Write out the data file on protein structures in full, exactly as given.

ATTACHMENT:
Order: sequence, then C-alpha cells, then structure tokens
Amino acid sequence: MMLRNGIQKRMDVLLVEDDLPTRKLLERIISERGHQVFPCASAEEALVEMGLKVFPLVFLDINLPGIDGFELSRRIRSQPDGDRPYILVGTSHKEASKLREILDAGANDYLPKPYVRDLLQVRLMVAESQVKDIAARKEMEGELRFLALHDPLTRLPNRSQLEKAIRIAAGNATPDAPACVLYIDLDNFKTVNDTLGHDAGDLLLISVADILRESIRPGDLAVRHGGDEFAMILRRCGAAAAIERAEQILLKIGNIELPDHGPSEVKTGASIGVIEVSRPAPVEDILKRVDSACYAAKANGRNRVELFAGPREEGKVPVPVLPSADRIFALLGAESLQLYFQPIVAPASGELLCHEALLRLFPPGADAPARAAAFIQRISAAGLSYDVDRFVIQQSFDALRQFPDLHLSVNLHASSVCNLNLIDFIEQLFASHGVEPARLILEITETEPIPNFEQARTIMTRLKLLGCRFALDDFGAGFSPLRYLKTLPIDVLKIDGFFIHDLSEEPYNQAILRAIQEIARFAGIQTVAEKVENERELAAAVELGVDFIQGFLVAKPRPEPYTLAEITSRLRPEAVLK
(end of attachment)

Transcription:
Order: sequence, then C-alpha cells, then structure tokens
Amino acid sequence: MMLRNGIQKRMDVLLVEDDLPTRKLLERIISERGHQVFPCASAEEALVEMGLKVFPLVFLDINLPGIDGFELSRRIRSQPDGDRPYILVGTSHKEASKLREILDAGANDYLPKPYVRDLLQVRLMVAESQVKDIAARKEMEGELRFLALHDPLTRLPNRSQLEKAIRIAAGNATPDAPACVLYIDLDNFKTVNDTLGHDAGDLLLISVADILRESIRPGDLAVRHGGDEFAMILRRCGAAAAIERAEQILLKIGNIELPDHGPSEVKTGASIGVIEVSRPAPVEDILKRVDSACYAAKANGRNRVELFAGPREEGKVPVPVLPSADRIFALLGAESLQLYFQPIVAPASGELLCHEALLRLFPPGADAPARAAAFIQRISAAGLSYDVDRFVIQQSFDALRQFPDLHLSVNLHASSVCNLNLIDFIEQLFASHGVEPARLILEITETEPIPNFEQARTIMTRLKLLGCRFALDDFGAGFSPLRYLKTLPIDVLKIDGFFIHDLSEEPYNQAILRAIQEIARFAGIQTVAEKVENERELAAAVELGVDFIQGFLVAKPRPEPYTLAEITSRLRPEAVLK